It’s the good news that we’ve been waiting for—hotels are re-opening their doors to their beloved guests. Changes are already being implemented in order to ensure that guests feel secure during their stay. Some of these concepts are completely new and address current concerns from travellers. A great example of this is the ‘Feel Safe Promise’ from Fleming’s Hotels and Restaurants. This guarantees stricter hygiene standards, infrared thermometers, and access to COVID-19 tests for hotel guests. Trust will be a big factor in the future of travel.
Moving forward, it will be essential for hotels to continuously evolve. Hoteliers will need to think about how they can ensure guests feel comfortable and set themselves apart from competitors. It might not be easy to create powerful campaigns and make promises to your guests without knowing how the upcoming months will play out, but it’s important to start thinking outside of the box now.
Looking into the future of travel
We looked at the current trends in the industry, and also some potential future travel scenarios. Here are some aspects of the traditional hotel experience that could change following on from the COVID-19 pandemic:
- Bye-bye minibar. The good old days of the minibar being equipped with soda, peanuts and chocolate may be over. Instead, guests might find face masks, gloves, and disinfectant gels and wipes in their rooms. These help guests feel safe in their room and also in public spaces of the hotel, or exploring outside. Other traditional direct booking benefits might also change too. You can see our creative list of new, alternative direct booking benefits here.
- The importance of technology. Innovation in the hospitality tech industry has been massive over the last few years and this will only continue. Just take a look at the 2020 Q2 Innovation Report from Hotel Tech Report with 47 new hospitality innovations (including Hotelchamp’s Demand Tracker). But what other technologies might become mainstream? Could the use of thermo-scanners at the entrance of hotels and F&B outlets become a new norm? Maybe we will find ourselves without physical menus in restaurants, but rather using our own mobile devices?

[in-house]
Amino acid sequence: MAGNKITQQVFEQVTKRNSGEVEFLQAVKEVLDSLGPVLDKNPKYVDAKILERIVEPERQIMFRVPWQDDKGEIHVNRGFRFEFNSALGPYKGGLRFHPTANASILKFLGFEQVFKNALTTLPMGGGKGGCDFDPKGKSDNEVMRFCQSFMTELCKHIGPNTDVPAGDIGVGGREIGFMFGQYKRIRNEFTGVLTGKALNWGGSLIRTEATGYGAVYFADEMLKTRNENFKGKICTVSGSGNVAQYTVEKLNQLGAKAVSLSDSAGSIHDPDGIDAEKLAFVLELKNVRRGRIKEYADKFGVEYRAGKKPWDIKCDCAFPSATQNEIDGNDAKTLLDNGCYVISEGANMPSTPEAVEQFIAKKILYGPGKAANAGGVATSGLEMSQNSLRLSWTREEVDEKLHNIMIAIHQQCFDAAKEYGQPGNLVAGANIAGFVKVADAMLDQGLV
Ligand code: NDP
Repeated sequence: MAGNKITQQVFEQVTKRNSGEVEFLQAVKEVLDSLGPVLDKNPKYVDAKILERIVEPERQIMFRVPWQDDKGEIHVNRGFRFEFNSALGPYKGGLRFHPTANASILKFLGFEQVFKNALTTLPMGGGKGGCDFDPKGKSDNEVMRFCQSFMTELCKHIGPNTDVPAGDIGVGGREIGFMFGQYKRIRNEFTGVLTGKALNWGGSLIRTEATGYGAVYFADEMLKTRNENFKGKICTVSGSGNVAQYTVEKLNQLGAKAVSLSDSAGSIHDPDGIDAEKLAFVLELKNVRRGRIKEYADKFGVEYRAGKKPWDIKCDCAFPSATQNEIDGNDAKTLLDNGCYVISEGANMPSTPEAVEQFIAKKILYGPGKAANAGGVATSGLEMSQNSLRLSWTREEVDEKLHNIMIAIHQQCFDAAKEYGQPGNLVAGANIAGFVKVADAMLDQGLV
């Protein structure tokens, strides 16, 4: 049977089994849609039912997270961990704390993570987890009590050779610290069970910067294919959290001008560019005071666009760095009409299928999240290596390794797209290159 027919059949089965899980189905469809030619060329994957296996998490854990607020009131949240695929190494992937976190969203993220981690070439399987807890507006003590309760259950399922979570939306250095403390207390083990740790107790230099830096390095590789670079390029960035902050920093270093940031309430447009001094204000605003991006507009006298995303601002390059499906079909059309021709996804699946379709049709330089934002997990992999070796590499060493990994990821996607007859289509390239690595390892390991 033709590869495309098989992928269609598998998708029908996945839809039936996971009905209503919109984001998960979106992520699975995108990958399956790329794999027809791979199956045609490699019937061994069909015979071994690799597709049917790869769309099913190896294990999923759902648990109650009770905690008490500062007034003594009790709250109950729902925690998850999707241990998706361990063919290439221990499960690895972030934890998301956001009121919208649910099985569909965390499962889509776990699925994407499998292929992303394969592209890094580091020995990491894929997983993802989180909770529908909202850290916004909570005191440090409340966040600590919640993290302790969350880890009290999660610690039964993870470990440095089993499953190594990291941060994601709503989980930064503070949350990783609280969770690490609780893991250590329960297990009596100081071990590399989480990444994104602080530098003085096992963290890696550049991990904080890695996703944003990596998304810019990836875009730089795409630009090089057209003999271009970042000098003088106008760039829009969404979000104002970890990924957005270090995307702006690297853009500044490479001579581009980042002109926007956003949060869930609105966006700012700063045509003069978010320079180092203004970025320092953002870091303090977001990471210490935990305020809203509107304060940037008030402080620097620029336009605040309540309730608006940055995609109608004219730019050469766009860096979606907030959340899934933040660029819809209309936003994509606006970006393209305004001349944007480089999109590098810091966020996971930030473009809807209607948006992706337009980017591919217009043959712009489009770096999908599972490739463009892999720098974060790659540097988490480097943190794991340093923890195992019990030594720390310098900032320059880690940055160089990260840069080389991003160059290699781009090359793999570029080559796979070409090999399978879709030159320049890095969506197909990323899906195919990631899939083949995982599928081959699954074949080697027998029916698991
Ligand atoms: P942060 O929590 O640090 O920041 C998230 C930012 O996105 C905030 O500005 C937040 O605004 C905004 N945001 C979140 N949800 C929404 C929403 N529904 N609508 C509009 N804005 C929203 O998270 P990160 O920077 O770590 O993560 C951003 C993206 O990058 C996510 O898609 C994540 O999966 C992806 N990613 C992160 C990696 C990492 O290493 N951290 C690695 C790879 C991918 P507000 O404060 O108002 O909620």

- A contactless experience. We have already experienced the need for contactless payments during this crisis, but other areas of the hotel experience could follow this trend too. Contactless check-in and check-out is one of the rising stars. One example of this is Mews Navigator, which enables guests to skip personal interaction. No waiting in queues in the lobby, but rather being able to go straight to their room upon arrival. Contactless donations or tips are also possible with Hotelchamp’s Tap to Donate device.
- Limited access only. Especially in the early recovery stages, there will be restrictions on how many people are allowed in most hotel facilities, such as restaurants and spas. But thinking ahead, will spas still exist as we have known them? The spa experience could change if more permanent regulations around cleanliness are rolled out. Maybe the spa experience will be in-room, rather than in a separate spa area? There’s so much to explore here.
- Networking 2.0. Hoteliers are known not only for hosting fantastic events, but also attending them. What will happen to our beloved conventions, hotelier meet-ups and gatherings, plus the exchange of information and industry insights? In the last few months, hoteliers have created strong online communities and connected virtually to exchange knowledge. The future of travel could contain more of these online meet-ups, with valuable input from hoteliers who might not have normally been able to travel to these events.
- Extra cleanliness indicators. Think of the traditional toilet seat bands, but on a bigger scale. Sharing more information on room cleaning might become an added benefit for guests, such as the Cleanliness Certificates from HKeeper. For short stays, room doors might be equipped with tapes to give extra peace of mind that no one entered the room while the guest was out.
- New role creation. Singapore has taken a lead on developing new Hygiene Standards, called the SG Clean quality mark for businesses to uphold their sanitation standards. We have seen shifts into this direction all across the globe now. Stricter cleaning protocols could also make ways for dedicated, supervising and training roles that we haven’t seen before, for example, a Chief Hygiene Officer.
What must the hospitality industry learn for the future?
We are at the beginning of a long journey, with no one really knowing what the future of travel holds for both hoteliers and travellers. A balance needs to be found between tradition and innovation. Now more than ever, it is important to make guest experiences memorable and ensure guests feel safe. Hoteliers will need to comply with new standards, both set by the travellers but also from governments, while never losing the customer-centric approach, something that has always been at the core of what hospitality stands for.
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